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Lancet. 2006 Aug 5;368(9534):451-8.

HIV treatment response and prognosis in Europe and North America in the first decade of highly active antiretroviral therapy: a collaborative analysis.

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Department of Social Medicine, University of Bristol, Canynge Hall, Whiteladies Road, Bristol BS8 2PR, UK.



Highly active antiretroviral therapy (HAART) for the treatment of HIV infection was introduced a decade ago. We aimed to examine trends in the characteristics of patients starting HAART in Europe and North America, and their treatment response and short-term prognosis.


We analysed data from 22,217 treatment-naive HIV-1-infected adults who had started HAART and were followed up in one of 12 cohort studies. The probability of reaching 500 or less HIV-1 RNA copies per mL by 6 months, and the change in CD4 cell counts, were analysed for patients starting HAART in 1995-96, 1997, 1998, 1999, 2000, 2001, and 2002-03. The primary endpoints were the hazard ratios for AIDS and for death from all causes in the first year of HAART, which were estimated using Cox regression.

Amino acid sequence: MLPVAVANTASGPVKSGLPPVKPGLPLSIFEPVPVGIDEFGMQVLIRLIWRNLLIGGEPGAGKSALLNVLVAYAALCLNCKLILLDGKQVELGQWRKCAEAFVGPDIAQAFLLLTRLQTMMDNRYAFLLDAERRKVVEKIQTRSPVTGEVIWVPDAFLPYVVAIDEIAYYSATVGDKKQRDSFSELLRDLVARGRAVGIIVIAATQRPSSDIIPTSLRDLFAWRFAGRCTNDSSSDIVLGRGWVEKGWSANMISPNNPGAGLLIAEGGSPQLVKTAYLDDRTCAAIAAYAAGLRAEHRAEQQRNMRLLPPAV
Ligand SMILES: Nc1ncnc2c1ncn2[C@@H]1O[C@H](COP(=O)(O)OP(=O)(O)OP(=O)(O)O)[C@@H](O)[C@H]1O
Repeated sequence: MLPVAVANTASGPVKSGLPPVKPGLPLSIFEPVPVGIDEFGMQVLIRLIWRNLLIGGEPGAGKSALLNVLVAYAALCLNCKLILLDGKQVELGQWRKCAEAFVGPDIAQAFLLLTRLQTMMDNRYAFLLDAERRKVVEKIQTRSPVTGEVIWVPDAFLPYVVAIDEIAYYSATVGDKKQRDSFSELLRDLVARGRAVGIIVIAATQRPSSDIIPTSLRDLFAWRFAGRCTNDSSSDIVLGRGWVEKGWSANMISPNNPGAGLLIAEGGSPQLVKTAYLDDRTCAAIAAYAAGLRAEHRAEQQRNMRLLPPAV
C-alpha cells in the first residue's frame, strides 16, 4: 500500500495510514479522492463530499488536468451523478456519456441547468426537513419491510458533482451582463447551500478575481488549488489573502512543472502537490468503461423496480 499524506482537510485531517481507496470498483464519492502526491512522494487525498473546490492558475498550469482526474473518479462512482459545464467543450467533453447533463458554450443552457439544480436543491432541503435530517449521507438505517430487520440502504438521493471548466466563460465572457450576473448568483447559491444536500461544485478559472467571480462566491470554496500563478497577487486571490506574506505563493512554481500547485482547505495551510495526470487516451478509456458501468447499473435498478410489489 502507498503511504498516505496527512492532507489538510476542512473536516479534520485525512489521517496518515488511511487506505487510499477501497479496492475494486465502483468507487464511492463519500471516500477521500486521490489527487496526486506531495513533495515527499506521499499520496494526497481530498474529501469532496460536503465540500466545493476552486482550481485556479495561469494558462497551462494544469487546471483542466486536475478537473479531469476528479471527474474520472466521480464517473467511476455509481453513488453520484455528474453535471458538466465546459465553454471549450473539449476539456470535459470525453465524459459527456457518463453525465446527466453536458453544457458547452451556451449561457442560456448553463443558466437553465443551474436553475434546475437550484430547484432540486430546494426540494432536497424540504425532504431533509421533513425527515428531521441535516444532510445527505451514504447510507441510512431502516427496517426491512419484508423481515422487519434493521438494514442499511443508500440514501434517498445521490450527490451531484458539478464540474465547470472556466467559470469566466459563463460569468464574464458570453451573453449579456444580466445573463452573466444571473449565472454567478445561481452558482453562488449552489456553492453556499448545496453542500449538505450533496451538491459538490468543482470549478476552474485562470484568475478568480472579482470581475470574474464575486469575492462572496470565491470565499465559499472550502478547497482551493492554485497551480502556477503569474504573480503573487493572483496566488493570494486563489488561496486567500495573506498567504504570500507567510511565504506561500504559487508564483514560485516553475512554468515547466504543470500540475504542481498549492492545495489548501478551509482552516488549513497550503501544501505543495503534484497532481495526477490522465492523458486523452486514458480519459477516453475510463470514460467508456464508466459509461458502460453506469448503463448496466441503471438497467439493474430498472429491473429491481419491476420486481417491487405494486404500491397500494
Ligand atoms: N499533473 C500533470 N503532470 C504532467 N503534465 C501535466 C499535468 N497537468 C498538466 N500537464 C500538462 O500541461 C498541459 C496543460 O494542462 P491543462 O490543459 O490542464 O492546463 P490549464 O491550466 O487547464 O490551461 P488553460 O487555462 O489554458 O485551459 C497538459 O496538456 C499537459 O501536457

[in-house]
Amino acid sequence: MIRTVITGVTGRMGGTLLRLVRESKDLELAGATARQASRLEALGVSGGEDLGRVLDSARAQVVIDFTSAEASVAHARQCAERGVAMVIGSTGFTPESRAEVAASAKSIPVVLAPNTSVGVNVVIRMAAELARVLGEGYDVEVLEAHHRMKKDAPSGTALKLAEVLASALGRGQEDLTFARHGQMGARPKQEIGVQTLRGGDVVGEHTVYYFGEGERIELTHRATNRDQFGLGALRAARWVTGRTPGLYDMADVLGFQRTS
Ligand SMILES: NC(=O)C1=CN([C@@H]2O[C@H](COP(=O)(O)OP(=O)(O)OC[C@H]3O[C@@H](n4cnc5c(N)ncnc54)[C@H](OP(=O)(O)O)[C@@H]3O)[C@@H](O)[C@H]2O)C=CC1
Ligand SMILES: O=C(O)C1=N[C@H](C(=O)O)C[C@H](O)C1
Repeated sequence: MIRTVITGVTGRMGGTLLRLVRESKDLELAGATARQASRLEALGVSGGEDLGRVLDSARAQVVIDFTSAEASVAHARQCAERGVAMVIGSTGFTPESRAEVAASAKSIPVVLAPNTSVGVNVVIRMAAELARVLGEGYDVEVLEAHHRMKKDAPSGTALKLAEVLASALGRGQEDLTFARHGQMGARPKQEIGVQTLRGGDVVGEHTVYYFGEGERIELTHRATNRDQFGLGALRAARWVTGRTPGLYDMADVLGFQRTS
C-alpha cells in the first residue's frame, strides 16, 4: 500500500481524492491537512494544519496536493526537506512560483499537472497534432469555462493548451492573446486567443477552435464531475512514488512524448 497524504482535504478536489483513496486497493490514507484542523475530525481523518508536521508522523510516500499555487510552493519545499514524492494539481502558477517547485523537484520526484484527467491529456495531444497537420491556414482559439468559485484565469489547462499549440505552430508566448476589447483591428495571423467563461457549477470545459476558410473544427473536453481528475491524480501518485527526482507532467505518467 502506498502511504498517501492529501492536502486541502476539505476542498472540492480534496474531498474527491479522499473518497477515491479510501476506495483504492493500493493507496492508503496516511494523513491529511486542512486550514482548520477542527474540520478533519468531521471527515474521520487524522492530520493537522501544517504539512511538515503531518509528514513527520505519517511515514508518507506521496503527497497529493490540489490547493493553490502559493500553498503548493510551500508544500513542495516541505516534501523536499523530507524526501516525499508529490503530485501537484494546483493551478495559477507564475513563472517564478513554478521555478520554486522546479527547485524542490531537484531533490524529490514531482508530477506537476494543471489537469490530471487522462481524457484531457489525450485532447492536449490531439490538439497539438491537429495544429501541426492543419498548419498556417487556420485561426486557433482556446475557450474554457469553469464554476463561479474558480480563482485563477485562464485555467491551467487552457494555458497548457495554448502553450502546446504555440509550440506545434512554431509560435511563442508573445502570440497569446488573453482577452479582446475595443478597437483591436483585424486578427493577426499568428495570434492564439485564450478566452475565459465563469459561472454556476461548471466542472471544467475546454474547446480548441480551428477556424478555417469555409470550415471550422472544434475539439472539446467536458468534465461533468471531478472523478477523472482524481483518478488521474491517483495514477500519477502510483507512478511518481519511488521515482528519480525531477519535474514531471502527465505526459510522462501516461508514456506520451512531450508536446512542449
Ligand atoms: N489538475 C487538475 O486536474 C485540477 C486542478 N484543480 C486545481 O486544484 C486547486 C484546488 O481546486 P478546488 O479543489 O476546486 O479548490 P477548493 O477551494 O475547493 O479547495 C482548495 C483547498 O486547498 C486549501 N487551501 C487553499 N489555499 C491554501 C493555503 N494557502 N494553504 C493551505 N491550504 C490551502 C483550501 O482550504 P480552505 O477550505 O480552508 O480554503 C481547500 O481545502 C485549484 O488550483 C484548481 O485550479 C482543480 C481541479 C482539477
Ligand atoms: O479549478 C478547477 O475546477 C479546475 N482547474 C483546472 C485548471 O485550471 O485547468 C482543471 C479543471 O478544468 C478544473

The proportion of heterosexually infected patients increased from 20% in 1995-96 to 47% in 2002-03, and the proportion of women from 16% to 32%. The median CD4 cell count when starting HAART increased from 170 cells per muL in 1995-96 to 269 cells per muL in 1998 but then decreased to around 200 cells per muL. In 1995-96, 58% achieved HIV-1 RNA of 500 copies per mL or less by 6 months compared with 83% in 2002-03. Compared with 1998, adjusted hazard ratios for AIDS were 1.07 (95% CI 0.84-1.36) in 1995-96 and 1.35 (1.06-1.71) in 2002-03. Corresponding figures for death were 0.87 (0.56-1.36) and 0.96 (0.61-1.51).


Virological response after starting HAART improved over calendar years, but such improvement has not translated into a decrease in mortality.

[Indexed for MEDLINE]

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